The bar was set high, and Ed Miliband has cleared it

"An audition before the country for the post of Prime Minister."

The Labour leader took a risk today. There was a technical risk: he spoke without notes, which can go wrong in many ways. And the speech was long, which exponentially increases the danger of stumbling and losing the audience. But that is a small practical obstacle compared to the tactical gamble that his speech represented, which was – in effect – advertising itself as an audition before the country for the post of Prime Minister.

He didn’t set it out in quite those terms, but throughout the week his team has been allowing the idea to float around that this would be a defining piece of oration. The Miliband camp took the highly hazardous step of acknowledging that there had been flaws in the way their candidate presented himself and admitting that voters are under-whelmed by the Labour leader – or downright dismissive. So expectations were ramped up, which is the opposite of what usually happens. (The standard line at these conferences is “it’s only a speech, why is everyone so excited, of course it’s not a make or break moment.” Etc.)

So the Miliband operation set the bar high. Luckily for them, the Labour leader appears to have cleared it. He seemed much more confident than he has done on similar occasions in the past; much more in control of the mood in the room and much more assertive in delivering his message. He got a few good laughs in the right places. His theme - “One Nation” - was a pretty audacious raid on Tory language and, as a fusion of traditional left appeals to solidarity and a patriotic idiom more commonly associated with the right, it clearly has potential as a platform to reach out to a wide section of the electorate. His aides are busy now describing it as a radical vision. (That, of course, is something they always do.)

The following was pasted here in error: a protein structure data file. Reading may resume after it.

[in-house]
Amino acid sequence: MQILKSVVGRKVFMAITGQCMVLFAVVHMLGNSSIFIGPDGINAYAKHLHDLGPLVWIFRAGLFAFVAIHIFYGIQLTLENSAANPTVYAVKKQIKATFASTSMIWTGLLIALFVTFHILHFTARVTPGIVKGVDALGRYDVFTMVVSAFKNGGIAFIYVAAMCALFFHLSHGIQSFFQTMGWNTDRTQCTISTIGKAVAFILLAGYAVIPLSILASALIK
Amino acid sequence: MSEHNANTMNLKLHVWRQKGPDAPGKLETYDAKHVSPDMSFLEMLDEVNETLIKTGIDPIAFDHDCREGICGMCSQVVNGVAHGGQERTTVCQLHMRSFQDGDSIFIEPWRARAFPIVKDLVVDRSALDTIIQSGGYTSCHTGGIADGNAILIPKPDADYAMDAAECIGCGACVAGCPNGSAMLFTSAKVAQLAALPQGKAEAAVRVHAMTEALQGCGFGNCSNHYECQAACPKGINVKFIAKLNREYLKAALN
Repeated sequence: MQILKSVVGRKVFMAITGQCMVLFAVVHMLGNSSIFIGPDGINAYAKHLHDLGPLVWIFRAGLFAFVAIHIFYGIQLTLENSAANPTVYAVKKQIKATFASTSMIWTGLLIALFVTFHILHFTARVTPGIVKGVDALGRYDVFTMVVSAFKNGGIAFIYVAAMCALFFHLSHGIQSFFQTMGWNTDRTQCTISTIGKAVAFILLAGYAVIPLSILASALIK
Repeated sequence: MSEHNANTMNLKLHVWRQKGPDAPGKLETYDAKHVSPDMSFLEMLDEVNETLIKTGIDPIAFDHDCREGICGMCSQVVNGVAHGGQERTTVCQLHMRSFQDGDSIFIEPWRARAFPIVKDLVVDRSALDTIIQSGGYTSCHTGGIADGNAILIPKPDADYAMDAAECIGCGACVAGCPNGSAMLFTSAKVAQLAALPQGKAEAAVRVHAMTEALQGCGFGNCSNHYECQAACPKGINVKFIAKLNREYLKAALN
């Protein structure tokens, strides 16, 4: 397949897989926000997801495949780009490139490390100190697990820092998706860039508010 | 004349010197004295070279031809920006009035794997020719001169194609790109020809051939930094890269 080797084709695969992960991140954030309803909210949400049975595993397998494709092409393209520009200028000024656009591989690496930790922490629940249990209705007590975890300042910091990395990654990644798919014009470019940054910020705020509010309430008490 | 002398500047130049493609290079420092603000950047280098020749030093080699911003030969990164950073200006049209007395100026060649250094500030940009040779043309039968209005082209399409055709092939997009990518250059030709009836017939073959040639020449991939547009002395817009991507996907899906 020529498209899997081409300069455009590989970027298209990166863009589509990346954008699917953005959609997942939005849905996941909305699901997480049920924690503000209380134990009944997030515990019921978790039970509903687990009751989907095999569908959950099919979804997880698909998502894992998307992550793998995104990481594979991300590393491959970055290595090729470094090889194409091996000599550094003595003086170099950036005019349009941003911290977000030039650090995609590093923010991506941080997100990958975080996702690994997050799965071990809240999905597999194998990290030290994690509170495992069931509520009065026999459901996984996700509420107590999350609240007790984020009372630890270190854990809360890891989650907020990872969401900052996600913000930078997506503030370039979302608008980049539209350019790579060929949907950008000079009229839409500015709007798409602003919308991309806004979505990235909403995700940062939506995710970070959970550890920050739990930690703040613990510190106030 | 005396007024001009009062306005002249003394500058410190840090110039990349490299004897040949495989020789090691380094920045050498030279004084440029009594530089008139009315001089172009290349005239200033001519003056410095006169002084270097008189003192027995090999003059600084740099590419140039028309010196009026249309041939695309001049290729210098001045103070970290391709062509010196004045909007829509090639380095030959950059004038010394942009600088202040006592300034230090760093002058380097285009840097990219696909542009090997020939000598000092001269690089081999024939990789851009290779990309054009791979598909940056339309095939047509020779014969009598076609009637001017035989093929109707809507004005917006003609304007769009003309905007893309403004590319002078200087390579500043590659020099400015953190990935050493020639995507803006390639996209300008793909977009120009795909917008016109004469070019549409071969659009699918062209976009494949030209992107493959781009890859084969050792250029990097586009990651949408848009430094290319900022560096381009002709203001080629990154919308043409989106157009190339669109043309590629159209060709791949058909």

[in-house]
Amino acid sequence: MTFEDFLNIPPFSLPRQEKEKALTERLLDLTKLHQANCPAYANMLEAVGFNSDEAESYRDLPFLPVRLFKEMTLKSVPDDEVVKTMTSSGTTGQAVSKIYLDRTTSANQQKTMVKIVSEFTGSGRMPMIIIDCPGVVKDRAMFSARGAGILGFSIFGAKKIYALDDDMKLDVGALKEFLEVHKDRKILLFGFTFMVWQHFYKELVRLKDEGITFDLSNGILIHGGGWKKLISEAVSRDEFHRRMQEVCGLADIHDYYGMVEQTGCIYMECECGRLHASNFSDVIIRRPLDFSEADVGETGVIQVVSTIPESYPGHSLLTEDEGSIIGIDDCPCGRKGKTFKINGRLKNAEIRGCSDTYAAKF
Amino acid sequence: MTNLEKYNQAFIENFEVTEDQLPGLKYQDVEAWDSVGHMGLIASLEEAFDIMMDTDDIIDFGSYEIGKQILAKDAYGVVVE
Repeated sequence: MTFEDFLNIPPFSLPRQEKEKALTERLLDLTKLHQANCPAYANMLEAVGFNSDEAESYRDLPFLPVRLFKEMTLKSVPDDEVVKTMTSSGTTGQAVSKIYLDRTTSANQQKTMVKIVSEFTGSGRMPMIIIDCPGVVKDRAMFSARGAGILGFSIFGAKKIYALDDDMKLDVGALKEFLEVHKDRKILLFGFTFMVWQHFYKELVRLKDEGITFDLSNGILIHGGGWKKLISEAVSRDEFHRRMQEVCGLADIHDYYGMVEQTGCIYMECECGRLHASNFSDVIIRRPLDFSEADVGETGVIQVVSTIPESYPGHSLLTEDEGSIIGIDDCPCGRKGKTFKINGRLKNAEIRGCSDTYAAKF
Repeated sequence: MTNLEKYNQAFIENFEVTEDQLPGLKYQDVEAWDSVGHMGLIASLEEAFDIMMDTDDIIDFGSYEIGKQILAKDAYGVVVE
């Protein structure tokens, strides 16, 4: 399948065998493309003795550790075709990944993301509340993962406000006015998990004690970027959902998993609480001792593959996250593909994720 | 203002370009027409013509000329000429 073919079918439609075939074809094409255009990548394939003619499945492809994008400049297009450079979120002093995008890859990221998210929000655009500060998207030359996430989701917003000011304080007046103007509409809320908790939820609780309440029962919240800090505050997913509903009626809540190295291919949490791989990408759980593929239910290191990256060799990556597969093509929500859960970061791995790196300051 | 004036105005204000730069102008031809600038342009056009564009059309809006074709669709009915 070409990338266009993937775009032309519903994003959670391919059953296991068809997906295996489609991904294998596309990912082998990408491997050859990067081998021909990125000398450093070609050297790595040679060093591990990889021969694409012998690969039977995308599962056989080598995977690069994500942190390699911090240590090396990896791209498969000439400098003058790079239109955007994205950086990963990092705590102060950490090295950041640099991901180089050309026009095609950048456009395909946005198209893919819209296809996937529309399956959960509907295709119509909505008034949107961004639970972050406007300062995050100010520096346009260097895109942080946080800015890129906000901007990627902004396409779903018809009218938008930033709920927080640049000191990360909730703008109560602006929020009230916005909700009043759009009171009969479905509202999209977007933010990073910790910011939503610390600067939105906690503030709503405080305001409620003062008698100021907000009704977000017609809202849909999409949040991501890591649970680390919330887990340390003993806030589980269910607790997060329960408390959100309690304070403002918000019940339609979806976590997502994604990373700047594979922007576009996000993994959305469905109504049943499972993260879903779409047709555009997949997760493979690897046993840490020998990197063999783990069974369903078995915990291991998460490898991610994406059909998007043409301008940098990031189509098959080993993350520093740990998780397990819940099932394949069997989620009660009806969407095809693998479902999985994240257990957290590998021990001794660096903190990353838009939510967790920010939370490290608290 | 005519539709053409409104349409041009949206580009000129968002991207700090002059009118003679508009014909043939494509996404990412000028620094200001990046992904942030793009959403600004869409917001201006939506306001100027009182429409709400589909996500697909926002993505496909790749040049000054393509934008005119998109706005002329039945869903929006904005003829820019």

The obvious criticism was that Miliband is still travelling very light on policy and still skirts over the question of tricky spending pledges. It wasn’t exactly a macho demonstration of tough choices and a trampling of party shibboleths. (That really isn’t Miliband’s style.) He is wide open to the charge of policy flimsiness. No doubt the defence will come out that David Cameron was no more heavily freighted with practical policy at an equivalent point in his time in opposition. The mid-term challenge is to attract voters attention and sustain their interest in a way that makes them think they might be looking at their next Prime Minister. That was the explicit task that Ed Miliband set himself this week. Did he pass the audition? Too early to tell. But I suspect the party will come away more confident that they can talk about Prime Minister Miliband and the Conservatives will be a little bit less complacent in their assumption that no one is listening.

Labour Party leader Ed Miliband acknowledges the applause after delivering his keynote on October 02, 2012 Photograph: Getty Images

Rafael Behr is political columnist at the Guardian and former political editor of the New Statesman

Getty
Show Hide image

The 11 things we know after the Brexit plan debate

Labour may just have fallen into a trap. 

On Wednesday, both Labour and Tory MPs filed out of the Commons together to back a motion calling on the Prime Minister to commit to publish the government’s Brexit plan before Article 50 is triggered in March 2017.